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Conservation and Environment in Peru: Monthly Updates

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Monthly Update - November 2005

Black Caiman

November has seen Taricaya particularly active compared to previous years as there has been a relatively large number of volunteers and we have been able to accomplish a lot and keep our momentum going. Work this month has included the continuation of the new reserve-border trails, new additions to the animal release program, work at the pilot farm and trail maintenance. As expected the rainy season is ever closer and on several occasions volunteers got first-hand experience of being caught out in a tropical rainstorm, the best is still to come but the early rains are welcome as the jungle was beginning to look very parched.

Heliconia

Every year around this time we have to completely re-open our trail network as the first rains and heavy storms cause a lot of debris, accumulated over the dry season, to fall out of the canopy. The fallen branches (occasionally whole trees!) need to be cleared and in some cases diversions opened around major tree falls so that we can continue to use our complete network for observations and monitoring the reserve. This work along with the opening of our reserve borders has meant volunteers have become experts with machetes with perhaps the occasional blister! However the extra time spent in the less frequented areas of the reserve has lead to some great sightings including collared and white-lipped peccaries, brown capuchin monkeys, a nine-banded armadillo, red-brocket deer and a magnificent Ornate Hawk-eagle (Spizaetus ornatus). In addition to the trail sightings I put up the mist nets for a couple of days to show new volunteers how the bird monitoring works when the project is operational and I was very pleased to capture a new bird for our species list. The solitary cacique (Cacicus solitarius) (see photo) is a species I suspected we ought to find in our reserve but had never been recorded so whilst the number of captures was relatively low, just 13 birds in two days, the cacique made the whole exercise very worthwhile.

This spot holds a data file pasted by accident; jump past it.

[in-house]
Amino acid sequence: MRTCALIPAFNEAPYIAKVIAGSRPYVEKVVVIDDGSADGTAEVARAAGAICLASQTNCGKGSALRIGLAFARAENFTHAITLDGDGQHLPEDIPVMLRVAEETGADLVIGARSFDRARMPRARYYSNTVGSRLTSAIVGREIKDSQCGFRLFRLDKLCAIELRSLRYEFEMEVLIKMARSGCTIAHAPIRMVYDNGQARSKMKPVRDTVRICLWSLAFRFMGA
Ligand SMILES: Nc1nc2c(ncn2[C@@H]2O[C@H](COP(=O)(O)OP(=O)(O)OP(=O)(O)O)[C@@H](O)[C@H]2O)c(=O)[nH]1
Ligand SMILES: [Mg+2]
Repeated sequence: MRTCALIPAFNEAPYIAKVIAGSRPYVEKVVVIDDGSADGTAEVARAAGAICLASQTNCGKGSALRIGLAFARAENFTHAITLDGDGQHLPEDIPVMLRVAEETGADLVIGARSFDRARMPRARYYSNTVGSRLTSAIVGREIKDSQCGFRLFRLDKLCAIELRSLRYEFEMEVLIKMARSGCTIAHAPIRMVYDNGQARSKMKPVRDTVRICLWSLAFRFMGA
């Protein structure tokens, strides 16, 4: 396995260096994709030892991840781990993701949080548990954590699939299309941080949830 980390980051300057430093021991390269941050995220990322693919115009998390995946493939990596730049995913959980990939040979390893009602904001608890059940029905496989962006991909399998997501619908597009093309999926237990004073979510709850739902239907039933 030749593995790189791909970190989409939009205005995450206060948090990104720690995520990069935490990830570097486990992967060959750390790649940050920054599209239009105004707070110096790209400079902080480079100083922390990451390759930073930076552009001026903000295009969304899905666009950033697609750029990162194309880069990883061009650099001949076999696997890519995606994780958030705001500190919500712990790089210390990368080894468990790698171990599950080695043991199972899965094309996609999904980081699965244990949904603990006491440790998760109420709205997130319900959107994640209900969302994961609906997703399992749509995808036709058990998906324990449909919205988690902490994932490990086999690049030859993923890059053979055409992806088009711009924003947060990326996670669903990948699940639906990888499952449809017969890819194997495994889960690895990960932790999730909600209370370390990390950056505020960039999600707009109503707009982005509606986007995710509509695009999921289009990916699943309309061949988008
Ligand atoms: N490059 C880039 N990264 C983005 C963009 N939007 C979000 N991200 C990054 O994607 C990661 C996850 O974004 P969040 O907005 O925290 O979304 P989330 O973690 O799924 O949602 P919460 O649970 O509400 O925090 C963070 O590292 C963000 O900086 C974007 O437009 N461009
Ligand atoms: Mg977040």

Mealy Parrot

The animal release program saw a new arrival, and indeed a first for us, in the form of a Mealy Parrot (Amazona farinosa). This is the largest of the parrots native to the area and its call is a familiar sound around the reserve. Most days from the canopy pairs are seen displaying and calling in the taller emergent trees so when the time comes for its release I am confident it will find a wild mate quickly. The mealy parrot is currently being housed with its smaller cousins the Yellow-crowned parrots (Amazona ochrocephala) and seems to be settling in well. November brought us another successful release into the reserve and this time it was the turn of our young South American Coatis (Nasua nasua). The pair of coatis, like their North American cousins the racoon, are true omnivores feeding on almost anything they come across and as they grew they were becoming very restless in their enclosure. Thus Fernando and I decided it was time to release them deep in the reserve. The release site had to be a long way from the lodge as the coatis were a potential threat to some of our other residents such as the newly-released White-bellied parrots and so with all the volunteers we headed off to Leonela Swamp, our border with the national park , and the youngsters were freed. We videoed the successful release and the coatis are now free in their new home and, whether it be our reserve or the national park, their safety is now guaranteed.

Solitary Cacique

At the pilot farm work continues and after some heavy clearing we have planted corn for our animals to help with the feed costs for the chickens and goats. The heliconia plants have taken root well and the lodge is decorated with their wonderfully colourful flowers. The idea of marketing these blooms is looking very promising and this will hopefully be another low cost project that will provide regular income to the local communities and farmers hence reducing their dependency on illegal activities detrimental to the ecosystem.

It just leaves me to sign off for this month; December will see us busy right up to the Christmas break so there will be plenty of news to report to you at the end of next month. But before I go I have included a photo of a large black caiman that I caught whilst out with volunteers. This beast was sitting on the bank off the river and put up quite a struggle. I often capture caimans to show the volunteers and illustrate the points I make in a lecture I give before heading out on the river, however, this was a particularly large one to be hoisting into the boat and worthy of a mention!

Stuart Timson
Conservation Manager
Taricaya Research Centre
30th November 2005

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